Strike: The Average Matchbox Gets a New Look

Strike: The Average Matchbox Gets a New Look

Strike: The Average Matchbox Gets a New Look in home furnishings Category

We kinda squealed with delight upon seeing the latest to come from Danish design house HAY. The brand worked with one of their regulars, Swedish designer Clara von Zweigbergk, and American product designer Shane Schneck to rethink the boring matchbox in a collaboration called Strike.

Strike: The Average Matchbox Gets a New Look in home furnishings Category

Where once the striking area was just plain functional, it’s now part of the design pattern on each box.

Strike: The Average Matchbox Gets a New Look in home furnishings Category

They’re available in seven different sized, eye-catching colored boxes that you won’t be embarrassed to have sitting out on your counter.

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Hard Candy by Yan Rui: Jewelry inspired by Eastern reincarnation philosophy, Nine Inch Nails and more

Hard Candy by Yan Rui


by Alessandro De Toni In the last few years Beijing’s Central Academy of Fine Arts has become an epicenter of the capital’s creativity, producing an array of talented artists and designers each year. Included among the…

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The ultimate legal entertainment experience

Posters and ads for Electric Circus
by Ivan Chermayeff and Tom Geismar

DARLING DAUGHTERS
SWEET MOTHERS DANCE
BLACKLIGHT DYNAMITE
ACROBATS ASTROLOGERS
JUGGLERS FREAKS CLOWNS
ESCAPE ARTISTS VIOLINISTS
GROK GRAPES GRASS
UPS DOWNS SIDEWAYS
AIR CONDITIONED
IN MORE WAYS THAN ONE
THE ULTIMATE LEGAL
ENTERTAINMENT EXPERIENCE
THE ELECTRIC CIRCUS
OPENS JUNE 28, 1967
23 ST. MARKS PLACE, NYC
EAST VILLAGE
THINK ABOUT IT.

Via aqqindex

Folkert

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Theca and Steelwood Galva by Ronan and Erwan Bouroullec for Magis


Milan 2013: French brothers Ronan and Erwan Bouroullec will present an aluminium sideboard for Italian furniture brand Magis plus an update to their Steelwood chair in Milan next week. (more…)

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Invisible Love Ring by Sasha Tseng

Invisible Love Ring by Sasha Tseng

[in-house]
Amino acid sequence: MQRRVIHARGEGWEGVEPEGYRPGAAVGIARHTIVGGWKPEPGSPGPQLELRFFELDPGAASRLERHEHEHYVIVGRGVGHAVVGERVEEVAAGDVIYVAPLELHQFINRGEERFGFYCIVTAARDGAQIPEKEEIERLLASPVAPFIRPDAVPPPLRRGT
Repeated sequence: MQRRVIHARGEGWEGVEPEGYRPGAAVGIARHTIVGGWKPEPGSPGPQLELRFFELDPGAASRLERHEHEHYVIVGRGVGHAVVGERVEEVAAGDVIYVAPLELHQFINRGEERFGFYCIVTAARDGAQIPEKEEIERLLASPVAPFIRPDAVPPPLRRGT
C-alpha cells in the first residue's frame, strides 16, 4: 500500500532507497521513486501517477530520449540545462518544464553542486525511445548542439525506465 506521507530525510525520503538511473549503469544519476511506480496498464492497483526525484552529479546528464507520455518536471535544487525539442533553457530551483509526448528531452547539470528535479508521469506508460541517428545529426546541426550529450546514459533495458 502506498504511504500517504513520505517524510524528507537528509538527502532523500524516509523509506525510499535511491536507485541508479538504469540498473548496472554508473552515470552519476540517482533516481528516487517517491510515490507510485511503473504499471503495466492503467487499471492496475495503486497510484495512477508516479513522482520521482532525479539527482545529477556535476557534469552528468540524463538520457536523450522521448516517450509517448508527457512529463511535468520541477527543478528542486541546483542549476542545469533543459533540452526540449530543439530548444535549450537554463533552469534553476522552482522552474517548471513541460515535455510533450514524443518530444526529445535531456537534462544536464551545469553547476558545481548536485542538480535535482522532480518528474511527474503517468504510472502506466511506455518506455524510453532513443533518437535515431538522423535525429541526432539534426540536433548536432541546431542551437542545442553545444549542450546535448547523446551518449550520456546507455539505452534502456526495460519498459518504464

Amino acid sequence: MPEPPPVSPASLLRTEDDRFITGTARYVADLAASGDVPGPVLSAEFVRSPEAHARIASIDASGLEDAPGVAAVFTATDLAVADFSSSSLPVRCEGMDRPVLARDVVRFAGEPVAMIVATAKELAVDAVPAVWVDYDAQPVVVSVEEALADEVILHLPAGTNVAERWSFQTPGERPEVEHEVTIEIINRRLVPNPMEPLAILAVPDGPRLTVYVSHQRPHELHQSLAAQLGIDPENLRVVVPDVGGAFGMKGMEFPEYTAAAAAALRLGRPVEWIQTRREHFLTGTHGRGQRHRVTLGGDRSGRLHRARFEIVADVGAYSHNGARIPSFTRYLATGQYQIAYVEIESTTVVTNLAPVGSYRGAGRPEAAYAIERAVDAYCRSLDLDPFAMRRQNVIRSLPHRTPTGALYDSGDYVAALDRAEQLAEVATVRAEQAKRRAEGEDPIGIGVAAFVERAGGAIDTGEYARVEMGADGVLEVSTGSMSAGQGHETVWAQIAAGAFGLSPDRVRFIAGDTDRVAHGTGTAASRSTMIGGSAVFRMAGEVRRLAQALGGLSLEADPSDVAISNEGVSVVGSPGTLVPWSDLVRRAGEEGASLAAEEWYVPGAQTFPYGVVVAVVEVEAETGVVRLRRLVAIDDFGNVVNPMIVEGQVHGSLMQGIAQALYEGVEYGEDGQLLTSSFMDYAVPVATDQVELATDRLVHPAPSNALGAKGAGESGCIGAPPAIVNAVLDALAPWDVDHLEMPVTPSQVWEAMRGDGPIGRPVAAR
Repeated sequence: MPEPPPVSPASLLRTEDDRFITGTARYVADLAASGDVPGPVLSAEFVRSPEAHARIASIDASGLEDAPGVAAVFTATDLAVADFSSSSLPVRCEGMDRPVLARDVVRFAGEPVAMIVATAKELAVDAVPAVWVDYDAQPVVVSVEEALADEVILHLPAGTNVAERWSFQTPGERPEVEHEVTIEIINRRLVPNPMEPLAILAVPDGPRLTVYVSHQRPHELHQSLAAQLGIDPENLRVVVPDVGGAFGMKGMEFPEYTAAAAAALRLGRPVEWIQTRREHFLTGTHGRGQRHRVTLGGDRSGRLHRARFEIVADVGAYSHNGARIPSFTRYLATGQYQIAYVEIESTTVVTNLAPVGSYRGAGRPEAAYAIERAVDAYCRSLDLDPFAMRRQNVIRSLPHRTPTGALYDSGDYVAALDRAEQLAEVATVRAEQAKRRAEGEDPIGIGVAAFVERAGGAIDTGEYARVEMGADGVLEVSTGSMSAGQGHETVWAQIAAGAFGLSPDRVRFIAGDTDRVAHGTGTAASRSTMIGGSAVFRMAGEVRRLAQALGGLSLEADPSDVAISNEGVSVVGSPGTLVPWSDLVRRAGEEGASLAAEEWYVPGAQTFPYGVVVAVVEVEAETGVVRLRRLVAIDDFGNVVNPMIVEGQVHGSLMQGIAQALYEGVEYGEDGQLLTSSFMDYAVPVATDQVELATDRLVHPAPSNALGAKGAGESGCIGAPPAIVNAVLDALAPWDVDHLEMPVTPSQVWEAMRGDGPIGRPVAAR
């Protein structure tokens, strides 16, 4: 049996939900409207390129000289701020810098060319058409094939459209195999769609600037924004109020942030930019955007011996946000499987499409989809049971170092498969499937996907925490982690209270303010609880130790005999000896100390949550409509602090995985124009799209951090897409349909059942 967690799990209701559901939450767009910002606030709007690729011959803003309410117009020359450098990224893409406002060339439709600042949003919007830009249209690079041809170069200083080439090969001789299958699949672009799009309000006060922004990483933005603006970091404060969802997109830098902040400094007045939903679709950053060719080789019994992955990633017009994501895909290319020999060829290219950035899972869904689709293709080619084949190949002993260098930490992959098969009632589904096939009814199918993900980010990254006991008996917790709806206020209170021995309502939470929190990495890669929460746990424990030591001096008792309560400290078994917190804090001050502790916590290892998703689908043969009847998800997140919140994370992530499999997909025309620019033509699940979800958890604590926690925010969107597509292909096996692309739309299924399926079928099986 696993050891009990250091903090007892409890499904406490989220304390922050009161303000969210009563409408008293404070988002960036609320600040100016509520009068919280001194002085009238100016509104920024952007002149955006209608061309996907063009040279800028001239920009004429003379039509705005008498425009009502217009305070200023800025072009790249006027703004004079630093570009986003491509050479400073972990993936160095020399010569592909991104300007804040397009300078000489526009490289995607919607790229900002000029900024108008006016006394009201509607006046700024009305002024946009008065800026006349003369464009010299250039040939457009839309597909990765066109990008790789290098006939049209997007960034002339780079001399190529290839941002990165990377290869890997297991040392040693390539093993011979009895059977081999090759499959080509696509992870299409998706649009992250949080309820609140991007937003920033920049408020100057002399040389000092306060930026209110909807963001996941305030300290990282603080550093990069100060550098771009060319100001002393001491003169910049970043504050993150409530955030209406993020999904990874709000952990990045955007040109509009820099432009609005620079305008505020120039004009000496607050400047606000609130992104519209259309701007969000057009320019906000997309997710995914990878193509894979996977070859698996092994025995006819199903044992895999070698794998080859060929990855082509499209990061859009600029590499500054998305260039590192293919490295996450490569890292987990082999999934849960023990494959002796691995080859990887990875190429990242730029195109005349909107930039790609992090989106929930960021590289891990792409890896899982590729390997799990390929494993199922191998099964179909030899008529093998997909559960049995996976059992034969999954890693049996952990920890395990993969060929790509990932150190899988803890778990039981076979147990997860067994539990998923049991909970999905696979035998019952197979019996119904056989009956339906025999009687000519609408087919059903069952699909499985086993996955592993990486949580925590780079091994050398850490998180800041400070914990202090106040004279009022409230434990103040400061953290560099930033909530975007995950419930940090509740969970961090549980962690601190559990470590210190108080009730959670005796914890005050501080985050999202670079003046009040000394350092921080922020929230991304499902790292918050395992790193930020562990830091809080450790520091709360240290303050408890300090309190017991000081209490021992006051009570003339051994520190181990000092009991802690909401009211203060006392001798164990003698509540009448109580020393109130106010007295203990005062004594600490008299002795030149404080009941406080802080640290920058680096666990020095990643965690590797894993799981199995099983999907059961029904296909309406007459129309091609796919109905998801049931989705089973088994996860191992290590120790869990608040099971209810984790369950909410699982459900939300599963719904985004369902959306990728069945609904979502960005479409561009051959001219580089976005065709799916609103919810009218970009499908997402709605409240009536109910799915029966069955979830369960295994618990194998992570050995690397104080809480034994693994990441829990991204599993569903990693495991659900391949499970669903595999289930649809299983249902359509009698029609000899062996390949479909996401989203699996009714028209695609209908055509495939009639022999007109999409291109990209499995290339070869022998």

Let’s talk engagement rings, people. They’re supposed to represent a promise or be a symbol of someone’s love but let’s be honest, a lot of people want a big rock on their hand to prove they’re loved. But does the size of the diamond reflect how much he/she loves you? Nope, and that’s just what Sasha Tseng of sashaPure set out to prove with the Invisible Love ring.

Invisible Love Ring by Sasha Tseng in style fashion Category

The stainless steel ring is faceted where normally a diamond would go, making the ring sparkle. So while it doesn’t have a rock, it resembles a typical engagement ring in the way it’s designed. The purpose is to show that “no material can represent devotion.”

Invisible Love Ring by Sasha Tseng in style fashion Category

Invisible Love Ring by Sasha Tseng in style fashion Category

Invisible Love Ring by Sasha Tseng in style fashion Category

Invisible Love Ring by Sasha Tseng in style fashion Category

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The Harmonic Series – Device that explores musical and visual harmony

The Harmonic Series - Device that explores musical and visual harmony

Created by Manuela Donoso and Luisa Pereira, The Harmonic Series is a collection of mechanical devices , software, sculptures and prints that explore the relationship between musical and visual harmony. Inspired by the nineteenth century mathematician Jules Lissajous who invented […]

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A History of Braun Design, Part 2: Timepieces

A Sponsored Post on the History of Braun Design

braun-clock-01TOPHERO.jpg